Empathy is More Common in Animals Than Originally Thought

Researchers have been working on a brand new study based on prairie voles actually consoling their loved one who are feeling stressed, and based on the results of this study, it appears that the infamous “love hormone,” called oxytocin, is the underlying mechanism.


Up until now, we have only been able to document the consolation behavior in a few non-human species that typically have higher levels of cognition and sociality, such as dogs, dolphins, and elephants.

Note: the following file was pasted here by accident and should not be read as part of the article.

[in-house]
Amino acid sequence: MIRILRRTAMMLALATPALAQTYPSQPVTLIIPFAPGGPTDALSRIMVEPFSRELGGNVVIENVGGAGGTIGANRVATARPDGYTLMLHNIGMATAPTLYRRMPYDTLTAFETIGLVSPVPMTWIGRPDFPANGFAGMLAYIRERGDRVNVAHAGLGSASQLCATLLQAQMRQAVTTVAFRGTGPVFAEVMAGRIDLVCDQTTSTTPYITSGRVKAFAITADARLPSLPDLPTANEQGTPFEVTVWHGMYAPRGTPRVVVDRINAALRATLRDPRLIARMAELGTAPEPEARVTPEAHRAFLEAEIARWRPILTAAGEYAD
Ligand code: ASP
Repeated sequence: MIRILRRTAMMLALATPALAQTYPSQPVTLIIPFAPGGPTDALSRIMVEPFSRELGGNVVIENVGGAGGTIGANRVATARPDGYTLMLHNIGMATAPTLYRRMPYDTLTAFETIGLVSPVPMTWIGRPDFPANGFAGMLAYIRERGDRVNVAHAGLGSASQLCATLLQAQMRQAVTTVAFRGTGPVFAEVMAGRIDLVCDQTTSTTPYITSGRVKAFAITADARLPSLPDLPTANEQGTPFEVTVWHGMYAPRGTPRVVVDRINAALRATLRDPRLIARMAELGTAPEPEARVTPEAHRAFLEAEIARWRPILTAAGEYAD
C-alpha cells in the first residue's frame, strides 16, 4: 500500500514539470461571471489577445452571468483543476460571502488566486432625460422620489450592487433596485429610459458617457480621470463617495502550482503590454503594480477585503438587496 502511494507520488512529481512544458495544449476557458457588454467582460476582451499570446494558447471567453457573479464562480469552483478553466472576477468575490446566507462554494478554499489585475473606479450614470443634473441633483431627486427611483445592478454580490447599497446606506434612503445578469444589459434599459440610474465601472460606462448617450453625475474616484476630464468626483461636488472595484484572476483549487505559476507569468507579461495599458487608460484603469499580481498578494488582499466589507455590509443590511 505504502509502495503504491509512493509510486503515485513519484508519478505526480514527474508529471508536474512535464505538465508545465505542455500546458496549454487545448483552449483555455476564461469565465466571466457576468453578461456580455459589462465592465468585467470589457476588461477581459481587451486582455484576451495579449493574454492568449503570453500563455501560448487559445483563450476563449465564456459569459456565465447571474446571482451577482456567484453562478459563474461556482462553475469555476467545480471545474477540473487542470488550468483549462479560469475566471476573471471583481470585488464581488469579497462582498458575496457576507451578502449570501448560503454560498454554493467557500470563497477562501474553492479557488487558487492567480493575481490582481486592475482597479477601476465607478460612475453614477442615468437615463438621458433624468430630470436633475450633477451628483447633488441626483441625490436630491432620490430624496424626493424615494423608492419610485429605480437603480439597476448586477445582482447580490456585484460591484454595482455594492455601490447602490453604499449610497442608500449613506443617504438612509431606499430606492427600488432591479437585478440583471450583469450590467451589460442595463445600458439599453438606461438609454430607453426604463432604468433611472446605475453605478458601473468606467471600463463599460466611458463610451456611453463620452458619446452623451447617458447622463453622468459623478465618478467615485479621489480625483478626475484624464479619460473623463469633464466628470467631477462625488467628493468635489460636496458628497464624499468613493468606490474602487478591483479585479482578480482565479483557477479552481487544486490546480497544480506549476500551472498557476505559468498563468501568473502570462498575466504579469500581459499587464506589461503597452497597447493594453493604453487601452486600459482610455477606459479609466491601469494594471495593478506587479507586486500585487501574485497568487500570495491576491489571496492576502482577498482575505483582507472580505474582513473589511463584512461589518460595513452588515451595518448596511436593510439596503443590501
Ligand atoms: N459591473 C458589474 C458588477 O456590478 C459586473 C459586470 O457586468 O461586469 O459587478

For this particular study, the prairie vole were used and were able to show researchers that they are particularly social rodents, which causes them to be the focus of multiple studies in this field.


This data led James Burkett, along with his colleagues, to vastly explore their potential for empathy-motivated behaviors